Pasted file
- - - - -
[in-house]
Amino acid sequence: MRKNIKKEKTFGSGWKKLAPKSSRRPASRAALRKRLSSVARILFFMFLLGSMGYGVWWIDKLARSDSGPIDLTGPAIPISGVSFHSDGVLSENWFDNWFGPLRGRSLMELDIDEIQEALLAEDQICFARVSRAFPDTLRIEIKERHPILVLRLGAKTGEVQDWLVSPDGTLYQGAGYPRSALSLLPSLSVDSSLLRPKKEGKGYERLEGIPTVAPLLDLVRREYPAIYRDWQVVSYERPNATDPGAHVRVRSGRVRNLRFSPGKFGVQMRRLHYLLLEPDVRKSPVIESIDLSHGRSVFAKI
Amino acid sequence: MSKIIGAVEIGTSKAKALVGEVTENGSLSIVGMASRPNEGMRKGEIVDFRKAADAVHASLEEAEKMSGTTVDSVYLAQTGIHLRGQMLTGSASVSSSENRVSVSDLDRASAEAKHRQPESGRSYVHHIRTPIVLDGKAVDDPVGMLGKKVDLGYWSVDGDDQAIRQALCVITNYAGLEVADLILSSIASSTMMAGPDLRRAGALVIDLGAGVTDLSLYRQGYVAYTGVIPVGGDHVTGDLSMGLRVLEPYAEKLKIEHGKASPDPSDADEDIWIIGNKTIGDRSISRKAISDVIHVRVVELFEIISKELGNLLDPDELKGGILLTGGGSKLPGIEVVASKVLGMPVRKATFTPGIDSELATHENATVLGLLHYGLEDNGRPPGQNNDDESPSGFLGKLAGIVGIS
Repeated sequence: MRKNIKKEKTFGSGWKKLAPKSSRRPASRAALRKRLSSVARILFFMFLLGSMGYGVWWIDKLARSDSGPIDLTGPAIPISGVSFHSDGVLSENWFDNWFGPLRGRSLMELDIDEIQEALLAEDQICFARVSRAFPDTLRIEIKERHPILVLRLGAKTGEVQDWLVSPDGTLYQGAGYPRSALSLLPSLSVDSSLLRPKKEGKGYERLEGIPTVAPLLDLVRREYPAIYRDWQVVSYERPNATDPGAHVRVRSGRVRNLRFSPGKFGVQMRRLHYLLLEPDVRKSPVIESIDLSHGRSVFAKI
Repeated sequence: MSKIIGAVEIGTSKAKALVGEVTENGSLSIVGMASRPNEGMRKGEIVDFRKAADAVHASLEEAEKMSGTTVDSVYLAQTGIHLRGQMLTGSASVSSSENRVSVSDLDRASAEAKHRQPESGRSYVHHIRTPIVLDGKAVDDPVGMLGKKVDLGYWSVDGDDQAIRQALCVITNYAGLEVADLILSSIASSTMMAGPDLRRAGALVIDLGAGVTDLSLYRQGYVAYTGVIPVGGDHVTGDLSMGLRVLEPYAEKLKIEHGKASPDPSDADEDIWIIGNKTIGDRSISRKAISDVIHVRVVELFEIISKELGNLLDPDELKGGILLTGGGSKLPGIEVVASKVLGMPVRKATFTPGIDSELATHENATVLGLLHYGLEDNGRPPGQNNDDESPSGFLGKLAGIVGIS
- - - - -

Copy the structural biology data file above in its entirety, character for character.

[in-house]
Amino acid sequence: MRKNIKKEKTFGSGWKKLAPKSSRRPASRAALRKRLSSVARILFFMFLLGSMGYGVWWIDKLARSDSGPIDLTGPAIPISGVSFHSDGVLSENWFDNWFGPLRGRSLMELDIDEIQEALLAEDQICFARVSRAFPDTLRIEIKERHPILVLRLGAKTGEVQDWLVSPDGTLYQGAGYPRSALSLLPSLSVDSSLLRPKKEGKGYERLEGIPTVAPLLDLVRREYPAIYRDWQVVSYERPNATDPGAHVRVRSGRVRNLRFSPGKFGVQMRRLHYLLLEPDVRKSPVIESIDLSHGRSVFAKI
Amino acid sequence: MSKIIGAVEIGTSKAKALVGEVTENGSLSIVGMASRPNEGMRKGEIVDFRKAADAVHASLEEAEKMSGTTVDSVYLAQTGIHLRGQMLTGSASVSSSENRVSVSDLDRASAEAKHRQPESGRSYVHHIRTPIVLDGKAVDDPVGMLGKKVDLGYWSVDGDDQAIRQALCVITNYAGLEVADLILSSIASSTMMAGPDLRRAGALVIDLGAGVTDLSLYRQGYVAYTGVIPVGGDHVTGDLSMGLRVLEPYAEKLKIEHGKASPDPSDADEDIWIIGNKTIGDRSISRKAISDVIHVRVVELFEIISKELGNLLDPDELKGGILLTGGGSKLPGIEVVASKVLGMPVRKATFTPGIDSELATHENATVLGLLHYGLEDNGRPPGQNNDDESPSGFLGKLAGIVGIS
Repeated sequence: MRKNIKKEKTFGSGWKKLAPKSSRRPASRAALRKRLSSVARILFFMFLLGSMGYGVWWIDKLARSDSGPIDLTGPAIPISGVSFHSDGVLSENWFDNWFGPLRGRSLMELDIDEIQEALLAEDQICFARVSRAFPDTLRIEIKERHPILVLRLGAKTGEVQDWLVSPDGTLYQGAGYPRSALSLLPSLSVDSSLLRPKKEGKGYERLEGIPTVAPLLDLVRREYPAIYRDWQVVSYERPNATDPGAHVRVRSGRVRNLRFSPGKFGVQMRRLHYLLLEPDVRKSPVIESIDLSHGRSVFAKI
Repeated sequence: MSKIIGAVEIGTSKAKALVGEVTENGSLSIVGMASRPNEGMRKGEIVDFRKAADAVHASLEEAEKMSGTTVDSVYLAQTGIHLRGQMLTGSASVSSSENRVSVSDLDRASAEAKHRQPESGRSYVHHIRTPIVLDGKAVDDPVGMLGKKVDLGYWSVDGDDQAIRQALCVITNYAGLEVADLILSSIASSTMMAGPDLRRAGALVIDLGAGVTDLSLYRQGYVAYTGVIPVGGDHVTGDLSMGLRVLEPYAEKLKIEHGKASPDPSDADEDIWIIGNKTIGDRSISRKAISDVIHVRVVELFEIISKELGNLLDPDELKGGILLTGGGSKLPGIEVVASKVLGMPVRKATFTPGIDSELATHENATVLGLLHYGLEDNGRPPGQNNDDESPSGFLGKLAGIVGIS